Thanks to a recent cold snap in the Midwest, ice cover on the Great Lakes has rapidly expanded. As of February 12th, ice coverage has nearly doubled in the last week to 69.1%. This is the highest coverage so far this winter and it’s nearly right on schedule. Maximum ice cover on the lower lakes (Lake Erie and Lake Ontario) normally occurs between the middle and end of February. Maximum ice cover on the upper lakes (Lake Superior, Lake Huron, and Lake Michigan) normally occurs between the end of February and early March. Every year is different, however. For example, at the same time last year, the surface of the Great Lakes had just 12.7% ice cover.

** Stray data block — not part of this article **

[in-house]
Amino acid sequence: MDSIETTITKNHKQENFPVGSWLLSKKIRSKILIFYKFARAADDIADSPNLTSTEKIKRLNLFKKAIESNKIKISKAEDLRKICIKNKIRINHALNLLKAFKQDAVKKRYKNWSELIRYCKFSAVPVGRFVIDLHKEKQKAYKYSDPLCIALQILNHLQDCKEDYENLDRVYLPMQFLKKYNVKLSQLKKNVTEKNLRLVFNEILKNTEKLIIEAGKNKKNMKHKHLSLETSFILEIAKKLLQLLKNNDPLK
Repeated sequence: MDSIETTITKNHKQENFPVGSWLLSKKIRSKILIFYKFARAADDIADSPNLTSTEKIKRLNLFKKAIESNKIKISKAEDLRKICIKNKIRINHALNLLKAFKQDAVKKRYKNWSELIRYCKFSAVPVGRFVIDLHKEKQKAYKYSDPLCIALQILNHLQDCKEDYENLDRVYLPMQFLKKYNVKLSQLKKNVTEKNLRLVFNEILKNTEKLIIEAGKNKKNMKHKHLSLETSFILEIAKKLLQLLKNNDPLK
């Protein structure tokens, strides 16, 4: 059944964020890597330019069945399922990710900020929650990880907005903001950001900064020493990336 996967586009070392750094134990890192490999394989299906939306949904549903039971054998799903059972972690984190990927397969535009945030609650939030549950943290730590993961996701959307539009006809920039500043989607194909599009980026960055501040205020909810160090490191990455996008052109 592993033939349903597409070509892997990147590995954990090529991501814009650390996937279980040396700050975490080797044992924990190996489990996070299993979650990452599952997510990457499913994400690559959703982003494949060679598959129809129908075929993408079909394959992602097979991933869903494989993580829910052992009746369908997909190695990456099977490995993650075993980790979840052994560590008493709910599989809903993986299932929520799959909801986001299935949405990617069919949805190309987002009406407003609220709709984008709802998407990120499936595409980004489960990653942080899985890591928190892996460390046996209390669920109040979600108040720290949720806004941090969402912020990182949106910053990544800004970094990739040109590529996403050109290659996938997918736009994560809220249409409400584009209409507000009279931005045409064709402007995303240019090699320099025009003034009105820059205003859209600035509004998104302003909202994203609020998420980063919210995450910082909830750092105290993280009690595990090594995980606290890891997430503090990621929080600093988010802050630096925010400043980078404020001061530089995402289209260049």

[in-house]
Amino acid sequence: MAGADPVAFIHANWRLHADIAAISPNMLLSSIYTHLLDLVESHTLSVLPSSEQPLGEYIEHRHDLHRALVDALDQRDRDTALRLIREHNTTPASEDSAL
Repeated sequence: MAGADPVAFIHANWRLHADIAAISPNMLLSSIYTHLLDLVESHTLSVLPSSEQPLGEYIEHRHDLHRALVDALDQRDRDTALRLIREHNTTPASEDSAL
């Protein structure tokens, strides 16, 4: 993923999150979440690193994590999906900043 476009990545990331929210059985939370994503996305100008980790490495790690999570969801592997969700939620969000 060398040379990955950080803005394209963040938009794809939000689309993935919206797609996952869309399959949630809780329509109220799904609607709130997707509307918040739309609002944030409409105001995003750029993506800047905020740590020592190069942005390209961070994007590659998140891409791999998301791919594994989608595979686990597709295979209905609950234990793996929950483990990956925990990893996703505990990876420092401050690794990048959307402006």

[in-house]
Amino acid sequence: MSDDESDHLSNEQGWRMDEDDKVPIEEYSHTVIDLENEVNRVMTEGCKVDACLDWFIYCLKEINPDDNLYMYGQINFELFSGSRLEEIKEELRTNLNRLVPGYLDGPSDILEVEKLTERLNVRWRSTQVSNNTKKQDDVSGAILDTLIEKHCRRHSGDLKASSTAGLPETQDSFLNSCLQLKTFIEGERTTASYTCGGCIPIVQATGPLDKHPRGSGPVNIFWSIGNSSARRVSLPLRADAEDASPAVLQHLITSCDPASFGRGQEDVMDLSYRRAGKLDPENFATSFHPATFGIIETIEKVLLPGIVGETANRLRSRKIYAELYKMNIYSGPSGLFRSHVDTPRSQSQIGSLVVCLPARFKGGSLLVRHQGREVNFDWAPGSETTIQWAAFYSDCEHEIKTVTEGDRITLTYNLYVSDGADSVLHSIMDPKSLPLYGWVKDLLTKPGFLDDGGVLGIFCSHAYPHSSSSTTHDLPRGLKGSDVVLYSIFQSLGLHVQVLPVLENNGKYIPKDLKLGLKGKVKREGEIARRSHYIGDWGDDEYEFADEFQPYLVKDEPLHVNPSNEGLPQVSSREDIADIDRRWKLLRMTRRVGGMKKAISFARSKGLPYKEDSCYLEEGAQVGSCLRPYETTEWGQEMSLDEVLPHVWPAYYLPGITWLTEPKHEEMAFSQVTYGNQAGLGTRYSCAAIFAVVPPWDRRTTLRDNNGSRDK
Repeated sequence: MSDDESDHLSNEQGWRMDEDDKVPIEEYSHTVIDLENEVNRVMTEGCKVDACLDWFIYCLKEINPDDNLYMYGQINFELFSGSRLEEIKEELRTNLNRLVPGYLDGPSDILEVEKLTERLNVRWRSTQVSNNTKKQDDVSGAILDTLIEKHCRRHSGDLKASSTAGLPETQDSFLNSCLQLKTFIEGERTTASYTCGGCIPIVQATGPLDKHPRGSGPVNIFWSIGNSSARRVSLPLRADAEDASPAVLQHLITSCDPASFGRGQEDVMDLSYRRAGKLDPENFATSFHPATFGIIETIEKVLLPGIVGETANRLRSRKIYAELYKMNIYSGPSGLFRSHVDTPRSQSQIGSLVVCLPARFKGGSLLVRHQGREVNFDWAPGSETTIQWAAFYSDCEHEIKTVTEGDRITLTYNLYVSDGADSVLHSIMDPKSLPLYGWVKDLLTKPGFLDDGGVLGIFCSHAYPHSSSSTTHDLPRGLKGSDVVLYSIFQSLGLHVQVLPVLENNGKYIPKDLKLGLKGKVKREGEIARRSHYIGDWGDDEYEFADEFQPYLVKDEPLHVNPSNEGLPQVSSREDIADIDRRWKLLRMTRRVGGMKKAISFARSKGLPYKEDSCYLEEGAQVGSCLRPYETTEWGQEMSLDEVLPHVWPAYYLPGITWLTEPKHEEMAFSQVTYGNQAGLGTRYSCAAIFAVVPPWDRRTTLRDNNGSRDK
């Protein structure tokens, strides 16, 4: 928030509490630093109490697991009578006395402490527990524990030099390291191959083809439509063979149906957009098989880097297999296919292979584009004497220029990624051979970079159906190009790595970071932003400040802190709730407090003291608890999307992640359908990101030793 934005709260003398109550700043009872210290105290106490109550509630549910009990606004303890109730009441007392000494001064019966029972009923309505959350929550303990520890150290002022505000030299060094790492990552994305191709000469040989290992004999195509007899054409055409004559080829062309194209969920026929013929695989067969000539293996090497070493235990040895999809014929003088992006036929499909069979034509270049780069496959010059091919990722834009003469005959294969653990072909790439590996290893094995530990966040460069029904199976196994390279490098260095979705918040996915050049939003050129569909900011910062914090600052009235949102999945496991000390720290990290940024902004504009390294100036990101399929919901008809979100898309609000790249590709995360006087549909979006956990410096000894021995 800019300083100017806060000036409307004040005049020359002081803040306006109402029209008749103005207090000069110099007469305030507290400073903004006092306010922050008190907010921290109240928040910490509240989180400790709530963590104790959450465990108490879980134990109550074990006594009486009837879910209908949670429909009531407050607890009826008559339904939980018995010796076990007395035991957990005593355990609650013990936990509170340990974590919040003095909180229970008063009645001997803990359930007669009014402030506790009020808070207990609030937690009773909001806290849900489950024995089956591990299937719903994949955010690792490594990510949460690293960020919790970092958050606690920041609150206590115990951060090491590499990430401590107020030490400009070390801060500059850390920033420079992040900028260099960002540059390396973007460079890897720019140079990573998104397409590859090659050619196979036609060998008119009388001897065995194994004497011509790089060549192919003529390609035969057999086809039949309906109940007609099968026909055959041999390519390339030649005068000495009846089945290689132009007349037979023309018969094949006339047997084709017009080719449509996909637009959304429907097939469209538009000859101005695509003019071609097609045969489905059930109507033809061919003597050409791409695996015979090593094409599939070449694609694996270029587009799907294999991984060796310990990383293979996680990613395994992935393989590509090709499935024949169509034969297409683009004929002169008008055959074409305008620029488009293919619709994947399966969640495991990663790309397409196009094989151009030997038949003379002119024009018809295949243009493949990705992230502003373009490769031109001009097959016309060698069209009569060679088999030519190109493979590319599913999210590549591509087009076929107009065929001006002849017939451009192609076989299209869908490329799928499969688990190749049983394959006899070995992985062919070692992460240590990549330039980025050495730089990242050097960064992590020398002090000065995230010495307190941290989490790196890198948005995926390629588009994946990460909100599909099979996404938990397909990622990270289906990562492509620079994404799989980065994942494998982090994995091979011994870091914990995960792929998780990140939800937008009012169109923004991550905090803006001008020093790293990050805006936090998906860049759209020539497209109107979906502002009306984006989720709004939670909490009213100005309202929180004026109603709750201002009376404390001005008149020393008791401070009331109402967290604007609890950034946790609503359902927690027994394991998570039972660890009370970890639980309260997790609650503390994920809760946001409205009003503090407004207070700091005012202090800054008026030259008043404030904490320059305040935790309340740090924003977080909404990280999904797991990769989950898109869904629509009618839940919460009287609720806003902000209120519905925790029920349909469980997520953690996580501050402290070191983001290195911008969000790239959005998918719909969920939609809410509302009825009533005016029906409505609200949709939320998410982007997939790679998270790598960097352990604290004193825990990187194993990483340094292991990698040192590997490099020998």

Looking at each Great Lake individually, there is some disparity based on depth and location. Lake Erie—the shallowest lake—usually freezes over the quickest. This is currently the case with 92% ice coverage.
Thanks to a greater average depth, Lake Ontario’s ice cover is just 14% while Lake Michigan’s is 49%.
Due to the brutally cold air that frequently invaded the far northern United States, Lake Superior’s ice cover reached 77% and Lake Huron’s reached 81%.
Temperatures will be on the rise in the Midwest and Northeast throughout the middle of the week. This will likely impact ice cover on all of the Great Lakes in the days to come.
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